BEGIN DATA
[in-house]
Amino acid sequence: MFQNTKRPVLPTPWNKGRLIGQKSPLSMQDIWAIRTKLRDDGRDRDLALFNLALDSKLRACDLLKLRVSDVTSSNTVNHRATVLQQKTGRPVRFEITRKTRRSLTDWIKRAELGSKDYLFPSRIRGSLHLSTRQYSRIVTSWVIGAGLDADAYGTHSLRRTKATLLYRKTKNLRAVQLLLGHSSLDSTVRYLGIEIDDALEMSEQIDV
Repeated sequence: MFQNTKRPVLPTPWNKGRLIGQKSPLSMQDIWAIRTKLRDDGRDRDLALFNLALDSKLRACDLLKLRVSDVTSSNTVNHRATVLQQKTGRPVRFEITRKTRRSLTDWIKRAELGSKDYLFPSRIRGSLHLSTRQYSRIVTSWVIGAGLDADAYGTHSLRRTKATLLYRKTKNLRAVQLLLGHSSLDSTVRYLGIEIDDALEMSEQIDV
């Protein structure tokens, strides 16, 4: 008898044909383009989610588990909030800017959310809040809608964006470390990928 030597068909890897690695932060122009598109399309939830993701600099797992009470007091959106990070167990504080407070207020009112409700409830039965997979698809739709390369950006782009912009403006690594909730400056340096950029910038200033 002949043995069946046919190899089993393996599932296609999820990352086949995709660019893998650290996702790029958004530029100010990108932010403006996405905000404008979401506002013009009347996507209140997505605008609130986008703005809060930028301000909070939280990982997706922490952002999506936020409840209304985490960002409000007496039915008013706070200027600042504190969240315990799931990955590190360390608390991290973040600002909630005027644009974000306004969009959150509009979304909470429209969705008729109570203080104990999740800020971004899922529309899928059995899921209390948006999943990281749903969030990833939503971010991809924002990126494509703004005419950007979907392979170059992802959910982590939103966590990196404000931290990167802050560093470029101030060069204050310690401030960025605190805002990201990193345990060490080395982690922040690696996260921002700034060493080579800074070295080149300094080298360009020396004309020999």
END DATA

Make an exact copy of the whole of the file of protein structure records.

[in-house]
Amino acid sequence: MFQNTKRPVLPTPWNKGRLIGQKSPLSMQDIWAIRTKLRDDGRDRDLALFNLALDSKLRACDLLKLRVSDVTSSNTVNHRATVLQQKTGRPVRFEITRKTRRSLTDWIKRAELGSKDYLFPSRIRGSLHLSTRQYSRIVTSWVIGAGLDADAYGTHSLRRTKATLLYRKTKNLRAVQLLLGHSSLDSTVRYLGIEIDDALEMSEQIDV
Repeated sequence: MFQNTKRPVLPTPWNKGRLIGQKSPLSMQDIWAIRTKLRDDGRDRDLALFNLALDSKLRACDLLKLRVSDVTSSNTVNHRATVLQQKTGRPVRFEITRKTRRSLTDWIKRAELGSKDYLFPSRIRGSLHLSTRQYSRIVTSWVIGAGLDADAYGTHSLRRTKATLLYRKTKNLRAVQLLLGHSSLDSTVRYLGIEIDDALEMSEQIDV
């Protein structure tokens, strides 16, 4: 008898044909383009989610588990909030800017959310809040809608964006470390990928 030597068909890897690695932060122009598109399309939830993701600099797992009470007091959106990070167990504080407070207020009112409700409830039965997979698809739709390369950006782009912009403006690594909730400056340096950029910038200033 002949043995069946046919190899089993393996599932296609999820990352086949995709660019893998650290996702790029958004530029100010990108932010403006996405905000404008979401506002013009009347996507209140997505605008609130986008703005809060930028301000909070939280990982997706922490952002999506936020409840209304985490960002409000007496039915008013706070200027600042504190969240315990799931990955590190360390608390991290973040600002909630005027644009974000306004969009959150509009979304909470429209969705008729109570203080104990999740800020971004899922529309899928059995899921209390948006999943990281749903969030990833939503971010991809924002990126494509703004005419950007979907392979170059992802959910982590939103966590990196404000931290990167802050560093470029101030060069204050310690401030960025605190805002990201990193345990060490080395982690922040690696996260921002700034060493080579800074070295080149300094080298360009020396004309020999």